The Mysteries of the Pyramid

Among the seven wonders of the ancient world, the Egyptian Pyramid of Cheops ranked first. Even the ancient Romans admired this largest pyramid building of the pharaohs. The fascination for the building has not diminished since then, on the contrary. For hundreds of years, the pyramid has not only been admired, but also explored. In fact, there is still something new to discover. A research team from Cairo and Munich announced a minor sensation earlier this month. He had succeeded in proving a new, previously undiscovered burial chamber inside the pyramid. According to the Technical University of Munich, the chamber, which is said to be large enough to accommodate several burial sites, has probably been closed for 4,500 years. Their secrets are now to be revealed in the coming years using the latest technology. It is truly amazing that the ancient Egyptians apparently managed to keep part of their structure hidden from archeology at the Cheops Pyramid for hundreds of years. And whether this is the last secret of the pyramid cannot be said for sure.

The mysteries of Egyptian tombs and temples, their hidden chambers and tombs, their buried or walled treasures, their elaborate paintings and inscriptions have always stimulated people’s imagination. Entire generations of scholars have endeavored to decode the scriptures, to understand the Egyptian beliefs expressed in images, and to understand their cult of the dead. The pyramids are slow to reveal their secrets. Are the hidden structures just there to keep grave robbers from finding the chambers and the peace of the dead, or are there other reasons for their existence? In the 17th and 18th centuries, Egyptologists suspected that the holy sites of Egypt were more than mere burial sites. They assumed that the buildings served to keep cults, wisdom and certain religious rites secret. Only the initiated knew how to navigate the secret passages. Only they were allowed to fully experience the wisdom and truth of the Egyptians. Secret priesthoods ensured the transmission and preservation of secrets. Wisdom as such remained hidden. (By the way, this theory is based on the plot of Mozart’s “Magic Flute”.) The pyramids and temples thus closed off wisdom, were treasuries of a secret knowledge that had to remain hidden from the outside world. It is only when the burial chamber opens that the truth is revealed to the knowledgeable, i.e. it can be deduced by him.

This brings us to the gospel of the resurrection of Lazarus (John 11:1-45). A burial chamber is also opened here. More than a mere miracle happens here. The opening of the burial chamber reveals the truth. The gospel tells of this by taking the reader on a quest for the truth. When Jesus comes to the village of Bethany and speaks to Martha, he tells her: „I am the resurrection and the life“. Then he asks her: „Do you believe that?“ (John 11:25f.). Martha confesses her faith in Jesus. When he later stands at the tomb, he says to Martha: „Didn’t I tell you: If you believe, you will see the glory of God?“ (John 11:40). Jesus then has the stone removed from the tomb and the dead man comes out. For those standing around, this is simply a miracle at first. For Martha, however, it is at the same time a confirmation of her faith: in Jesus is the glory of God. He is really the resurrection and the life.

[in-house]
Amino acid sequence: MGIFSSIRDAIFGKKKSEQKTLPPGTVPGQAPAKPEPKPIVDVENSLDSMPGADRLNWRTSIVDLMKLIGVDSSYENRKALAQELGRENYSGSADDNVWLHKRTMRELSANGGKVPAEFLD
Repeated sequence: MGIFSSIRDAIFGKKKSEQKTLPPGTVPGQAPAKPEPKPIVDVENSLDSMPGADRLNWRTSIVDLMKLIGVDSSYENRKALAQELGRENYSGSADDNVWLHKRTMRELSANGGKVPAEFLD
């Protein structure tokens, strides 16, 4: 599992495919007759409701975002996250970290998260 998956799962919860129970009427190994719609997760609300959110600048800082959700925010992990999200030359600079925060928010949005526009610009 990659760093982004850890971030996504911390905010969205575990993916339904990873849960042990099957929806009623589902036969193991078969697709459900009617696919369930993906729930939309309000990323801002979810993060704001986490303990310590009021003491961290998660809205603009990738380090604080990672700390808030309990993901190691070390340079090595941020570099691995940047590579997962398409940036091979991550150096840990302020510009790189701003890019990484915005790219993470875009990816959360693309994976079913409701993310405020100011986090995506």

Christianity knows no hidden mysteries of faith. Everything is revealed in Jesus, that is, open to all. God does not address a few initiates, but reveals himself to all who will see. The empty tomb is accessible to everyone. It contains nothing that has not been made known. So the question “Do you believe that?” is crucial. It is given to all who hear and read the gospel. The gospel puts me in the place of Martha, who in her desperation is asked about Jesus. It puts me in the place of Lazarus, who is to come to life from death.

Two weeks ago I celebrated the requiem for the deceased pastor Horst Gollnick in Rostock. He himself had wished that one of his sermons should be given as a sermon. It was a sermon on today’s gospel. It contained a creed. Horst Gollnick wrote: „Sometime, on an unknown day, I’ll be my last song. Someday I’ll see the sun for the last time. At some point I look out at the lake in Sternberg for the last time. At some point, on an unknown day, I hear the voice: Horst, come out. Come out of your dying, come out of death, come out of your fear. Someday I will meet Lazarus, a nice young man. I will ask him: How did you die so young? He will say: That is unimportant. What is important is the friendship with the man from Lazarus and his call: Lazarus come out. That’s what HE will say to all of us, someday, some unknown day.“

Nothing is hidden anymore. The grave no longer knows any secrets. It doesn’t need initiates. Everything is out in the open. Here is truth and wisdom, resurrection, life. The only question that remains is: „Do you believe that?“





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